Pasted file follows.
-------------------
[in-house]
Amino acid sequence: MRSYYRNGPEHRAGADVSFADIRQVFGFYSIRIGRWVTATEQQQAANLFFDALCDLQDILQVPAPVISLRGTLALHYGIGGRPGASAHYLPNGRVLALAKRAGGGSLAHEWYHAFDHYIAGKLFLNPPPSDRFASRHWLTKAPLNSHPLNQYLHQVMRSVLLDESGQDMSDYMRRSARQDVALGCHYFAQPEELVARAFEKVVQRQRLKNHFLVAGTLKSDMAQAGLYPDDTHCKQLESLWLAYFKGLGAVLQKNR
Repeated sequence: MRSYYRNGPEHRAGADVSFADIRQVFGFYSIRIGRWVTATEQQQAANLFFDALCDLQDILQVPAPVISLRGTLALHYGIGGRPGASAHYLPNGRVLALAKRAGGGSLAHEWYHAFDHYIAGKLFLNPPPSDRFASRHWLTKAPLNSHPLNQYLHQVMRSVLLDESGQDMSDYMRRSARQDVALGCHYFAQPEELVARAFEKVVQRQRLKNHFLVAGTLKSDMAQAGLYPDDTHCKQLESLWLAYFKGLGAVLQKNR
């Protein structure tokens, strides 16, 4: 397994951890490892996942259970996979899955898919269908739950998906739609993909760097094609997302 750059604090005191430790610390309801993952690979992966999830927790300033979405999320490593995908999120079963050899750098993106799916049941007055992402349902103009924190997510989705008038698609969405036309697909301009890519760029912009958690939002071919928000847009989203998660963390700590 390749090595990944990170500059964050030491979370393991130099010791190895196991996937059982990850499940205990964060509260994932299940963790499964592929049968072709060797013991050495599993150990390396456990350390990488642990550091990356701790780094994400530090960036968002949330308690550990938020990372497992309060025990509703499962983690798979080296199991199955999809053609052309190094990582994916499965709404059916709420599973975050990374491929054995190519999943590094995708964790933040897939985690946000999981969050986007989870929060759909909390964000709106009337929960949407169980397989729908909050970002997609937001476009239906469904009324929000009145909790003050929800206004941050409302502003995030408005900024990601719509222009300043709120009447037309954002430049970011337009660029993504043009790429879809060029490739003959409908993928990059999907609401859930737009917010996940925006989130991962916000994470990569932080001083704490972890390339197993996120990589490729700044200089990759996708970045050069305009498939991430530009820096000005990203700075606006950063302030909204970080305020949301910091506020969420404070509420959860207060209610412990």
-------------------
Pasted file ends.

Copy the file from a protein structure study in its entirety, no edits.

[in-house]
Amino acid sequence: MRSYYRNGPEHRAGADVSFADIRQVFGFYSIRIGRWVTATEQQQAANLFFDALCDLQDILQVPAPVISLRGTLALHYGIGGRPGASAHYLPNGRVLALAKRAGGGSLAHEWYHAFDHYIAGKLFLNPPPSDRFASRHWLTKAPLNSHPLNQYLHQVMRSVLLDESGQDMSDYMRRSARQDVALGCHYFAQPEELVARAFEKVVQRQRLKNHFLVAGTLKSDMAQAGLYPDDTHCKQLESLWLAYFKGLGAVLQKNR
Repeated sequence: MRSYYRNGPEHRAGADVSFADIRQVFGFYSIRIGRWVTATEQQQAANLFFDALCDLQDILQVPAPVISLRGTLALHYGIGGRPGASAHYLPNGRVLALAKRAGGGSLAHEWYHAFDHYIAGKLFLNPPPSDRFASRHWLTKAPLNSHPLNQYLHQVMRSVLLDESGQDMSDYMRRSARQDVALGCHYFAQPEELVARAFEKVVQRQRLKNHFLVAGTLKSDMAQAGLYPDDTHCKQLESLWLAYFKGLGAVLQKNR
């Protein structure tokens, strides 16, 4: 397994951890490892996942259970996979899955898919269908739950998906739609993909760097094609997302 750059604090005191430790610390309801993952690979992966999830927790300033979405999320490593995908999120079963050899750098993106799916049941007055992402349902103009924190997510989705008038698609969405036309697909301009890519760029912009958690939002071919928000847009989203998660963390700590 390749090595990944990170500059964050030491979370393991130099010791190895196991996937059982990850499940205990964060509260994932299940963790499964592929049968072709060797013991050495599993150990390396456990350390990488642990550091990356701790780094994400530090960036968002949330308690550990938020990372497992309060025990509703499962983690798979080296199991199955999809053609052309190094990582994916499965709404059916709420599973975050990374491929054995190519999943590094995708964790933040897939985690946000999981969050986007989870929060759909909390964000709106009337929960949407169980397989729908909050970002997609937001476009239906469904009324929000009145909790003050929800206004941050409302502003995030408005900024990601719509222009300043709120009447037309954002430049970011337009660029993504043009790429879809060029490739003959409908993928990059999907609401859930737009917010996940925006989130991962916000994470990569932080001083704490972890390339197993996120990589490729700044200089990759996708970045050069305009498939991430530009820096000005990203700075606006950063302030909204970080305020949301910091506020969420404070509420959860207060209610412990």